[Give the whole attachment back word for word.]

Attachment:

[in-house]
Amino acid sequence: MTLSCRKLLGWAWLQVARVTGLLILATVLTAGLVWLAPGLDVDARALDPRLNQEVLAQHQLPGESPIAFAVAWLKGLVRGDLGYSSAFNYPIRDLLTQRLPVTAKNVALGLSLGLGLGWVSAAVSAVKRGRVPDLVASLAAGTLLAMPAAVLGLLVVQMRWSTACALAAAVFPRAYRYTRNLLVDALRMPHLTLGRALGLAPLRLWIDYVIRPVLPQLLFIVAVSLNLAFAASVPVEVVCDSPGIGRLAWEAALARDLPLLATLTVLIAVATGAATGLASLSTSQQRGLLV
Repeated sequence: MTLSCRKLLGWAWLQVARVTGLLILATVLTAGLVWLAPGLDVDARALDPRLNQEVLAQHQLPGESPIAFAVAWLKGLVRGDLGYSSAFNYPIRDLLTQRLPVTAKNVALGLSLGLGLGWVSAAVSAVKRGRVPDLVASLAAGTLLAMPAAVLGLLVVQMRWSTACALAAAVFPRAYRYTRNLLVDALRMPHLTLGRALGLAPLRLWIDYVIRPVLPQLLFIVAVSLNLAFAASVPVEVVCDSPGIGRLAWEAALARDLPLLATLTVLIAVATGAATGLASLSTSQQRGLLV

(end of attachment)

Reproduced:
[in-house]
Amino acid sequence: MTLSCRKLLGWAWLQVARVTGLLILATVLTAGLVWLAPGLDVDARALDPRLNQEVLAQHQLPGESPIAFAVAWLKGLVRGDLGYSSAFNYPIRDLLTQRLPVTAKNVALGLSLGLGLGWVSAAVSAVKRGRVPDLVASLAAGTLLAMPAAVLGLLVVQMRWSTACALAAAVFPRAYRYTRNLLVDALRMPHLTLGRALGLAPLRLWIDYVIRPVLPQLLFIVAVSLNLAFAASVPVEVVCDSPGIGRLAWEAALARDLPLLATLTVLIAVATGAATGLASLSTSQQRGLLV
Repeated sequence: MTLSCRKLLGWAWLQVARVTGLLILATVLTAGLVWLAPGLDVDARALDPRLNQEVLAQHQLPGESPIAFAVAWLKGLVRGDLGYSSAFNYPIRDLLTQRLPVTAKNVALGLSLGLGLGWVSAAVSAVKRGRVPDLVASLAAGTLLAMPAAVLGLLVVQMRWSTACALAAAVFPRAYRYTRNLLVDALRMPHLTLGRALGLAPLRLWIDYVIRPVLPQLLFIVAVSLNLAFAASVPVEVVCDSPGIGRLAWEAALARDLPLLATLTVLIAVATGAATGLASLSTSQQRGLLV